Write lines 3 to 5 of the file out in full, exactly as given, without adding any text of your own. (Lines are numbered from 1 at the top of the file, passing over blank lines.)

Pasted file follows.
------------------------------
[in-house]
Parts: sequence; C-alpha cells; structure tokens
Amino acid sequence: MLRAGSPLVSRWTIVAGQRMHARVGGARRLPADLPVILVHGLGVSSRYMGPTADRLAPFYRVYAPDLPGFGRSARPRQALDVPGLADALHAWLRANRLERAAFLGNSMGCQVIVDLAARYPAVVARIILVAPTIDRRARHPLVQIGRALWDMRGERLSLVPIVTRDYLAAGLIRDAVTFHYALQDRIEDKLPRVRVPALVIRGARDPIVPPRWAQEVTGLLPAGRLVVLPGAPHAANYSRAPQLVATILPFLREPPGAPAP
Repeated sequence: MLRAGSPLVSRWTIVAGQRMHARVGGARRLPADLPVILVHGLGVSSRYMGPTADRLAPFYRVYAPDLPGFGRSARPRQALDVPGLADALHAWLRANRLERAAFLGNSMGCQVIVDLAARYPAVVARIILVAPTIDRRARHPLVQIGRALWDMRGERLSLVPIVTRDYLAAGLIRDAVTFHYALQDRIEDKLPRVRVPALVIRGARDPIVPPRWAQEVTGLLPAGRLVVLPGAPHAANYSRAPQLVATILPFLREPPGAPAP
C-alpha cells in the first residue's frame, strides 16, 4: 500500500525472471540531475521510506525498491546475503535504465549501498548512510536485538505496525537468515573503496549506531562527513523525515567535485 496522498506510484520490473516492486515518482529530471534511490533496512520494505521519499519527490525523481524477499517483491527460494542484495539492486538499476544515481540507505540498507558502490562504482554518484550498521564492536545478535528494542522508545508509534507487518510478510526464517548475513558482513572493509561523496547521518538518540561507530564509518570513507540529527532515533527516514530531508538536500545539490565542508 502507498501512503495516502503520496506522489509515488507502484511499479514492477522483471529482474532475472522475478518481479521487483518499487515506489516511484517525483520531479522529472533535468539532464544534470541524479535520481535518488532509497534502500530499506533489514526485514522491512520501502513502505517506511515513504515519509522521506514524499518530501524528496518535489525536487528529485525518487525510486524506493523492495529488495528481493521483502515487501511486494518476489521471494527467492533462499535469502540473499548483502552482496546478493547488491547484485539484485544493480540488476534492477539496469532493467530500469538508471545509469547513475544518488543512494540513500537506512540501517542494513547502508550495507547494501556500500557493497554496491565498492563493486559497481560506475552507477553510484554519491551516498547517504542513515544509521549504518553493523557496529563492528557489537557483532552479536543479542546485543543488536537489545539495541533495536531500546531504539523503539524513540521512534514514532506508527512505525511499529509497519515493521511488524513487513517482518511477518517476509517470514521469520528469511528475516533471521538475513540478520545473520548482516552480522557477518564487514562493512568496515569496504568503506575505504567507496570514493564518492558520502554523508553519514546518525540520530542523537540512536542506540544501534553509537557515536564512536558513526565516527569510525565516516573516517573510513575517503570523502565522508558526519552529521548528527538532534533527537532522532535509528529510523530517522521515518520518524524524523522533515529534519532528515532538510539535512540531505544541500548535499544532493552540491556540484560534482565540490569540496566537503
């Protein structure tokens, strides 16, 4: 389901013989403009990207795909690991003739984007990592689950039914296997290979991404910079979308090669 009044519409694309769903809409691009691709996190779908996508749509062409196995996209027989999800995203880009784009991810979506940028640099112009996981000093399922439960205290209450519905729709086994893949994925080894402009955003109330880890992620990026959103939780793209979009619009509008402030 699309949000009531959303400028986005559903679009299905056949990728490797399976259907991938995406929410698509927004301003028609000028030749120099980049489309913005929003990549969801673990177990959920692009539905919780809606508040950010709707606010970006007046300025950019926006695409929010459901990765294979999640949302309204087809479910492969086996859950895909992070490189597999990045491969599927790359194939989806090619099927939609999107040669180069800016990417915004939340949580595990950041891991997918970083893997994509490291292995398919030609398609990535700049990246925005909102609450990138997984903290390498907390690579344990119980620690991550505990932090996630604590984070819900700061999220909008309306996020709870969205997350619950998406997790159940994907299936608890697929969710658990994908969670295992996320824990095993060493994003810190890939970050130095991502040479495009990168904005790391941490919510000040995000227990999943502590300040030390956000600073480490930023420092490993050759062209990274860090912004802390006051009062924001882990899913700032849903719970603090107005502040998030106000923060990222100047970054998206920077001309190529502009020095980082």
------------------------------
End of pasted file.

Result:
Amino acid sequence: MLRAGSPLVSRWTIVAGQRMHARVGGARRLPADLPVILVHGLGVSSRYMGPTADRLAPFYRVYAPDLPGFGRSARPRQALDVPGLADALHAWLRANRLERAAFLGNSMGCQVIVDLAARYPAVVARIILVAPTIDRRARHPLVQIGRALWDMRGERLSLVPIVTRDYLAAGLIRDAVTFHYALQDRIEDKLPRVRVPALVIRGARDPIVPPRWAQEVTGLLPAGRLVVLPGAPHAANYSRAPQLVATILPFLREPPGAPAP
Repeated sequence: MLRAGSPLVSRWTIVAGQRMHARVGGARRLPADLPVILVHGLGVSSRYMGPTADRLAPFYRVYAPDLPGFGRSARPRQALDVPGLADALHAWLRANRLERAAFLGNSMGCQVIVDLAARYPAVVARIILVAPTIDRRARHPLVQIGRALWDMRGERLSLVPIVTRDYLAAGLIRDAVTFHYALQDRIEDKLPRVRVPALVIRGARDPIVPPRWAQEVTGLLPAGRLVVLPGAPHAANYSRAPQLVATILPFLREPPGAPAP
C-alpha cells in the first residue's frame, strides 16, 4: 500500500525472471540531475521510506525498491546475503535504465549501498548512510536485538505496525537468515573503496549506531562527513523525515567535485 496522498506510484520490473516492486515518482529530471534511490533496512520494505521519499519527490525523481524477499517483491527460494542484495539492486538499476544515481540507505540498507558502490562504482554518484550498521564492536545478535528494542522508545508509534507487518510478510526464517548475513558482513572493509561523496547521518538518540561507530564509518570513507540529527532515533527516514530531508538536500545539490565542508 502507498501512503495516502503520496506522489509515488507502484511499479514492477522483471529482474532475472522475478518481479521487483518499487515506489516511484517525483520531479522529472533535468539532464544534470541524479535520481535518488532509497534502500530499506533489514526485514522491512520501502513502505517506511515513504515519509522521506514524499518530501524528496518535489525536487528529485525518487525510486524506493523492495529488495528481493521483502515487501511486494518476489521471494527467492533462499535469502540473499548483502552482496546478493547488491547484485539484485544493480540488476534492477539496469532493467530500469538508471545509469547513475544518488543512494540513500537506512540501517542494513547502508550495507547494501556500500557493497554496491565498492563493486559497481560506475552507477553510484554519491551516498547517504542513515544509521549504518553493523557496529563492528557489537557483532552479536543479542546485543543488536537489545539495541533495536531500546531504539523503539524513540521512534514514532506508527512505525511499529509497519515493521511488524513487513517482518511477518517476509517470514521469520528469511528475516533471521538475513540478520545473520548482516552480522557477518564487514562493512568496515569496504568503506575505504567507496570514493564518492558520502554523508553519514546518525540520530542523537540512536542506540544501534553509537557515536564512536558513526565516527569510525565516516573516517573510513575517503570523502565522508558526519552529521548528527538532534533527537532522532535509528529510523530517522521515518520518524524524523522533515529534519532528515532538510539535512540531505544541500548535499544532493552540491556540484560534482565540490569540496566537503